Southeast of Los Angeles in Riverside County, a 3 1/2-square-mile fire in a rural area of the San Bernardino National Forest was 10 percent contained.
Crews aided by aircraft were working to build a line around the fire, which was burning in steep, rocky terrain in Beeb Canyon, according to Forest Service spokeswoman Norma Bailey. No structures were threatened. Temperatures were expected to top 100 degrees in the region, but winds remained light.
To the north, in the state's coastal midsection, a 9.4-square-mile fire threatening Pinnacles National Monument kept 100 homes under evacuation orders near the Monterey County town of Soledad. The blaze, 60 percent contained, was started by agricultural fireworks used to scare animals away from crops. The fire destroyed one home.
In the southern part of Monterey County, firefighters had 100 percent containment of a 5 1/4-square-mile fire that had threatened 20 ranch homes.
Gov. Arnold Schwarzenegger declared a state of emergency Friday in Los Angeles and Monterey counties.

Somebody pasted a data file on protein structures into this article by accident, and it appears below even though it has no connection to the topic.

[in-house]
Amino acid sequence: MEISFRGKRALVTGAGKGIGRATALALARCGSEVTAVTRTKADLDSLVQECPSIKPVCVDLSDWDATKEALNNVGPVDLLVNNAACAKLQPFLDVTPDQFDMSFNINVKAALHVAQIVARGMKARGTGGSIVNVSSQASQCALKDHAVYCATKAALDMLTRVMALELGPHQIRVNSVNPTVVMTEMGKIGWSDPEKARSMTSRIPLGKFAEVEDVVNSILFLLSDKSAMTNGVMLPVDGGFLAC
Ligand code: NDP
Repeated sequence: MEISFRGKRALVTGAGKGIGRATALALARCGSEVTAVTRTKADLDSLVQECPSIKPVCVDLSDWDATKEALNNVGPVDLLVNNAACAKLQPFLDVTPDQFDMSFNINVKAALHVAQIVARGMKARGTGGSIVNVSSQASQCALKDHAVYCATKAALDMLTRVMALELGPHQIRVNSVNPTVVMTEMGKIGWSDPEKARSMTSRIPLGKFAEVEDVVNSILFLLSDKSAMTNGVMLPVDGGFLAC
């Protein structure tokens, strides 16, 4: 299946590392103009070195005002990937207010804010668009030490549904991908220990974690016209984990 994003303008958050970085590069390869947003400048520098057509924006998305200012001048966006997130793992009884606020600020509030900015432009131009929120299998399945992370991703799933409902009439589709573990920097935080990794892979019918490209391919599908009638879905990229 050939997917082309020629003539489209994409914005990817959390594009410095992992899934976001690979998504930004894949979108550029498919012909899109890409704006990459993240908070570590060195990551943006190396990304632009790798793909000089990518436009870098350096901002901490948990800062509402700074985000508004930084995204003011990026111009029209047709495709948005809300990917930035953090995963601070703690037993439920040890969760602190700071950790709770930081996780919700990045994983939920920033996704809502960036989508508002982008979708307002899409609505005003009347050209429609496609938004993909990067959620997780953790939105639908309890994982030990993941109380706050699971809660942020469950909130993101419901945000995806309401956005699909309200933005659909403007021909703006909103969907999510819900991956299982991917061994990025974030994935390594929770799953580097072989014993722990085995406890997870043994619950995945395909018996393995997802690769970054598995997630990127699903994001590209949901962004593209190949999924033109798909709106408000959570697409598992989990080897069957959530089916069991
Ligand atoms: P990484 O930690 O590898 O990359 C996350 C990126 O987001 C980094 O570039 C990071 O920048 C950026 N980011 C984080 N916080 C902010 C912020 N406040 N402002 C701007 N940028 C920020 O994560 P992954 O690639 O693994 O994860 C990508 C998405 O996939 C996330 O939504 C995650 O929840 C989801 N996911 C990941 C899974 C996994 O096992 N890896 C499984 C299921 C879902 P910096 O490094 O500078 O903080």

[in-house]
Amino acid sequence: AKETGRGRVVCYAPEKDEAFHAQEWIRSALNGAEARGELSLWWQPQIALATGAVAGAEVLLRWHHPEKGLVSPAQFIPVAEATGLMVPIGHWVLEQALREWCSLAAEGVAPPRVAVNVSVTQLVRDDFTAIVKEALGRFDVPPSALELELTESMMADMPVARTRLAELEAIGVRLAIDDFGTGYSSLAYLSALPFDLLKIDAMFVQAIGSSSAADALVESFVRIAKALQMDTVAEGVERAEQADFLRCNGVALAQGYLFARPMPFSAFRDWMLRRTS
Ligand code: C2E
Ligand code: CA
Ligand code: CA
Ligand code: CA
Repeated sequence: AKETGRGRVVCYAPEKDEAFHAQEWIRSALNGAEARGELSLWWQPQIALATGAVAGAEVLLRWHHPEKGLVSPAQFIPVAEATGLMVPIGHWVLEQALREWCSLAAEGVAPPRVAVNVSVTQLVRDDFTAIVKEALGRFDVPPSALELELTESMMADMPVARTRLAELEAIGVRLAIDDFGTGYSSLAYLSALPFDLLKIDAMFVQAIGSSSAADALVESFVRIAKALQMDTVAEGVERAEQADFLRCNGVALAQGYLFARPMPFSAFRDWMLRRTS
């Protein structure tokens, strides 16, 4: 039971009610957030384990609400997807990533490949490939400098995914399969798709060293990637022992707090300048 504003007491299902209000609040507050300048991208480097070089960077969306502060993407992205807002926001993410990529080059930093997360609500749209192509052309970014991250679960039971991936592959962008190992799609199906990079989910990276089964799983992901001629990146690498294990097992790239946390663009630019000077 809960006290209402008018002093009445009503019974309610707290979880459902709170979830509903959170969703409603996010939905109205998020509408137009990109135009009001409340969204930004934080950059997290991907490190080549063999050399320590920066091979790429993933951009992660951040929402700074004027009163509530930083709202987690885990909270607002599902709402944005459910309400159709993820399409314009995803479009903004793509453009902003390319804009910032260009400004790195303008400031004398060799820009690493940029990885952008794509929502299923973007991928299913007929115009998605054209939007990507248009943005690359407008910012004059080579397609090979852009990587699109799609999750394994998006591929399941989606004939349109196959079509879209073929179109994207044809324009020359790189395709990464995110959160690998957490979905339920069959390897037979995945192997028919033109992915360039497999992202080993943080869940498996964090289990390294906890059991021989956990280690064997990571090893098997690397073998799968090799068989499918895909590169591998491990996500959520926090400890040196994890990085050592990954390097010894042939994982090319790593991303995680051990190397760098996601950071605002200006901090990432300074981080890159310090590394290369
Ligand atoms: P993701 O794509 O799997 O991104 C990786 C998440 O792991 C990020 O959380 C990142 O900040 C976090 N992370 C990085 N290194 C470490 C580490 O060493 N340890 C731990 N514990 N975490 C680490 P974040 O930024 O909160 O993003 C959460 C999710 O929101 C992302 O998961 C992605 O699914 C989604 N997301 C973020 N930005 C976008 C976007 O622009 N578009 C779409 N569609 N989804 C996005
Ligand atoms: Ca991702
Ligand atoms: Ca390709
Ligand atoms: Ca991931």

"It's fire season, clearly," he said. "There's tremendous amount of heat all over the state."
A state of emergency was declared Saturday for Mariposa County, where a nearly 5.5-square-mile fire burned in Yosemite National Park. The blaze was 30 percent contained, park officials said. No structures were threatened.
Park officials closed a campground and a portion of Highway 120, anticipating that the fire would spread north toward Tioga Road, the highest elevation route through the Sierra. The number of firefighters was expected to double over the weekend to 1,000.
The Mariposa County Sheriff's Office ordered guests and staff at the Yosemite View Lodge, in the town of El Portal just outside the park's western gate, to evacuate Friday due to the fire.
The evacuation was broadened later Friday to include the eastern part of El Portal, with about 100 residents leaving their homes, said Brad Aborn, chairman of Mariposa's Board of Supervisors. He said the remainder of the town, an estimated 75 people, were evacuated Saturday morning.
People without lodging were offered beds in a shelter in Mariposa staffed by the Red Cross.
"I went over and visited. ... Only one spent the night," Aborn said. "They're probably staying with friends."